If it’s not yen we are talking about then it’s a commodity. All week it seems that the commodity currencies continue to have problems deciding their fair value. Despite a delayed broad sell-off of risk sensitive assets after weaker than expected China growth headlines and commodity prices plummeting, currencies like the loonie and AUD seem to be well contained, surrounded on both sides with ‘few’ market orders. The negative fallout for the loonie in particular could be even negated further by the BoC in tomorrow’s session. The Bank du Canada has its policy statement announcement on Wednesday. If Canadian policy makers retain their mild tightening bias of late can only be bullish for the coin with the ‘loon’.

    Italy for a change did not suck in the headlines – only in the details – while Germany truly disappointed. Euro-data this morning saw Italy post a foreign trade surplus of +EUR1.1-billion in February, erasing a similar deficit amount from a year earlier. However, the improvement reflected slumping domestic demand in the Euro-zones third largest economy. Exports fell -2.8%, y/y, while imports fell a steeper -9.6%. The month-over-month also happened to disappointed (-2.8% and -3% respectively). Weak demand from Germany was Italy’s major headwind (-9.7%, y/y).

    Germany has not been able to escape the markets negative clutches this morning. The single currency dipped to its intraday lows of 1.3028 after the German ZEW survey disappointed on both components and the annual rate of Euro-zone inflation fell to its lowest level in nearly three-years (+1.7% – well below the ECB desired rate of +2%). The ZEW economic expectations indicator declined for the first time in five months, to 36.3 in April from 48.5 in March and well below expectations of 43. This would suggest that Europe’s largest economy is taking longer than previously predicted. However, analysts are hopeful that the recovery will pick up speed in the summer, pulled along by an uptick in global demand.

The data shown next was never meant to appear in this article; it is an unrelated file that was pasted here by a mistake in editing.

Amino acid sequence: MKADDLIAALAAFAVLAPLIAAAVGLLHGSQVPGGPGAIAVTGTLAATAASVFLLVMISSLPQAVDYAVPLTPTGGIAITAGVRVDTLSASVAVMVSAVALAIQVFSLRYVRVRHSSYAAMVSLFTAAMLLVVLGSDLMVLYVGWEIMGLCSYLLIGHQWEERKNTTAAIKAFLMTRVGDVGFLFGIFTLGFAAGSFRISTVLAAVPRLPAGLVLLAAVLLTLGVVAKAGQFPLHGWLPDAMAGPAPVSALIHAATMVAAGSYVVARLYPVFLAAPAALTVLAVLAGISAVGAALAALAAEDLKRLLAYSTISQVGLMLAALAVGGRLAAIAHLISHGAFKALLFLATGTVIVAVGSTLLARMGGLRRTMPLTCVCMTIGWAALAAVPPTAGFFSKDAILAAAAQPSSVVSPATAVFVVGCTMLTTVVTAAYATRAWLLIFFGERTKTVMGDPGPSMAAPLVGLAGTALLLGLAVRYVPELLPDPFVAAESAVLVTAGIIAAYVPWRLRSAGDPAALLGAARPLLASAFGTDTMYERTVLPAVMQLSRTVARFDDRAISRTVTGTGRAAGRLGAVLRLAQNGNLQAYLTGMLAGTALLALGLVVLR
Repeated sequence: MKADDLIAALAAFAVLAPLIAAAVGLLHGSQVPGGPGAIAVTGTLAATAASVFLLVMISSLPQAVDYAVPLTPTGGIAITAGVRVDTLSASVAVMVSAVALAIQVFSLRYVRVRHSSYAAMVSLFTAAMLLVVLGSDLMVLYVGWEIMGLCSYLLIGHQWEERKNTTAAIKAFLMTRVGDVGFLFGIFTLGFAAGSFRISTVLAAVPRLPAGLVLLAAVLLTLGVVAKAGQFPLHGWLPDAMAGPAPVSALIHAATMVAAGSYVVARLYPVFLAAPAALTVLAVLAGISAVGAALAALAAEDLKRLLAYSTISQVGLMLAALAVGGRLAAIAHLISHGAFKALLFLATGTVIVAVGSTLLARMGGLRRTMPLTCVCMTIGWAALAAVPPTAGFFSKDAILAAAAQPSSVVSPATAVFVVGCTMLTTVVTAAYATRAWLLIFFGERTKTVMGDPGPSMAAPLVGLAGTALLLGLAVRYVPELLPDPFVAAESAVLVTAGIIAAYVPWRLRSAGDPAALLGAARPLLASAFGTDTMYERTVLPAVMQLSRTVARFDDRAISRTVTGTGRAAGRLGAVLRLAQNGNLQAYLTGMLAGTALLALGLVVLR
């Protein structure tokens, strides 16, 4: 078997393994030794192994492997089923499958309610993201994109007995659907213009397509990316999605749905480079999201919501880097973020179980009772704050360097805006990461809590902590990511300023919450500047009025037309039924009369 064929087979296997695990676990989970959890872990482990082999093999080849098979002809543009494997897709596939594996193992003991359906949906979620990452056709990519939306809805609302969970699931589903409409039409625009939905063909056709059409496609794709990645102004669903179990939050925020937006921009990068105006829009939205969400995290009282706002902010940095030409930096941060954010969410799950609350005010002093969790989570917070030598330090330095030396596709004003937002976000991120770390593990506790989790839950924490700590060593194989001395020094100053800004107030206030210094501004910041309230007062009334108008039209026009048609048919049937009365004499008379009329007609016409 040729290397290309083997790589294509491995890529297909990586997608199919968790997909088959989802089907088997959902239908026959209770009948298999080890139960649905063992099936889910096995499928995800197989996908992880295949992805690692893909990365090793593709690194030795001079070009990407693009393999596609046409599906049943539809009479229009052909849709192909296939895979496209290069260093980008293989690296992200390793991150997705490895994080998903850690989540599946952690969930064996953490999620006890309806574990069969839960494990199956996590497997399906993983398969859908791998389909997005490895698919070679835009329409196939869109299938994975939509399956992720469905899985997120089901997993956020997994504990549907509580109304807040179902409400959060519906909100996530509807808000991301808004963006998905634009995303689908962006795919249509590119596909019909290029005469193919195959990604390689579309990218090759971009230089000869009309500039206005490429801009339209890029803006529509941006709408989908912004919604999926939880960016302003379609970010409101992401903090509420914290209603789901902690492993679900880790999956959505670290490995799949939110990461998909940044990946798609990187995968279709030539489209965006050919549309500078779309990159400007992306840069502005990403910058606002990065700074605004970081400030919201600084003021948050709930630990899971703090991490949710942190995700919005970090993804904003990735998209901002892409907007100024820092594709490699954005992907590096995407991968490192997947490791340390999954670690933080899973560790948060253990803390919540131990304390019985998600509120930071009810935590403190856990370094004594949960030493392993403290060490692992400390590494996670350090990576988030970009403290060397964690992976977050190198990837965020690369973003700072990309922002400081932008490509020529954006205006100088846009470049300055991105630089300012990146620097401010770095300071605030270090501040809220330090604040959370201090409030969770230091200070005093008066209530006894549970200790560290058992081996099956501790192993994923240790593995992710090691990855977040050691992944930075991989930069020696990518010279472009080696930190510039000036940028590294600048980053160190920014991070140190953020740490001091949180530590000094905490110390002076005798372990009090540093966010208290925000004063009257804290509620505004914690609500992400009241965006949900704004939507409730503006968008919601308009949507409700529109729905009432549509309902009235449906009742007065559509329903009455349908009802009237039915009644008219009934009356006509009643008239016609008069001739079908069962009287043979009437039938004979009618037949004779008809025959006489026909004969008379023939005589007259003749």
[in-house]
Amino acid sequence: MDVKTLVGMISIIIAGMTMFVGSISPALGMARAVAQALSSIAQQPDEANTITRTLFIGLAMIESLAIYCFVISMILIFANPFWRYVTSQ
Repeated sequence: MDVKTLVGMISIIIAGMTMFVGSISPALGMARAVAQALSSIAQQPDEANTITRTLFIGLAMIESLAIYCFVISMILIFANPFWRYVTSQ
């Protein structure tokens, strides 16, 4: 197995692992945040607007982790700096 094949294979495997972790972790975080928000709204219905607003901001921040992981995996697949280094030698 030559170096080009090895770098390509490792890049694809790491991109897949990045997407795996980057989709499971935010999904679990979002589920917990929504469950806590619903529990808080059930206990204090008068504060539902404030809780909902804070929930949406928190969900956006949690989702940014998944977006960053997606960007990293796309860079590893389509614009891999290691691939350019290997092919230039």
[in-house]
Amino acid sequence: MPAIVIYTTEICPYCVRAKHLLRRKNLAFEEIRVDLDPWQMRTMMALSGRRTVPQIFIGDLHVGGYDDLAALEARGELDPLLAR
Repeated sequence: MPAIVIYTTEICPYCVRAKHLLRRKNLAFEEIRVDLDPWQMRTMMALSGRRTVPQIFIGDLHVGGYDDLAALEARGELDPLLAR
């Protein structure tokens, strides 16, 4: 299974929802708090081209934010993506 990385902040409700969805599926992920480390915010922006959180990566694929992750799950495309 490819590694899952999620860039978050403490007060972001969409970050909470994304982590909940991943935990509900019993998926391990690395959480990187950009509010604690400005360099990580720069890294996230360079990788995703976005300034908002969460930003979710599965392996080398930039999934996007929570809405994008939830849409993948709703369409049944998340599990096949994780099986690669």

U.S data this morning should have minimal directional FX impact. Analysts are expecting housing to continue to hold up even as headwinds have started to appear elsewhere in the economy. The market is looking for housing starts to expand to +935K in March, the highest level since December 2012, while CPI should decline -0.1% in the same month for the first-time in four-months, following February’s largest monthly advance in almost four-years, with “gas as the swing factor.”

    The single currency direction will be determined by investors growing fears about troubles in Slovenia, Portugal and Italy and their eventual impact on the German economy. Even if Germany can easily outperform the rest of its neighbours, a strong and sustained recovery may well be beyond one country’s reach. EUR/JPY continues to support the 17-member single currency. When yen starts to turn the single currency will favor its left hand side – for now the market prefers to be a better seller of EUR’s on rallies

    Forex heatmap

    Other Links:
    Gold Bears Mission Accomplished: Is the EUR next?

    This article is for general information purposes only. It is not investment advice or a solution to buy or sell securities. Opinions are the authors; not necessarily that of OANDA Corporation or any of its affiliates, subsidiaries, officers or directors. Leveraged trading is high risk and not suitable for all. You could lose all of your deposited funds.

    Dean Popplewell

    Dean Popplewell

    Vice-President of Market Analysis at MarketPulse
    Dean Popplewell has nearly two decades of experience trading currencies and fixed income instruments. He has a deep understanding of market fundamentals and the impact of global events on capital markets. He is respected among professional traders for his skilled analysis and career history as global head of trading for firms such as Scotia Capital and BMO Nesbitt Burns. Since joining OANDA in 2006, Dean has played an instrumental role in driving awareness of the forex market as an emerging asset class for retail investors, as well as providing expert counsel to a number of internal teams on how to best serve clients and industry stakeholders.
    Dean Popplewell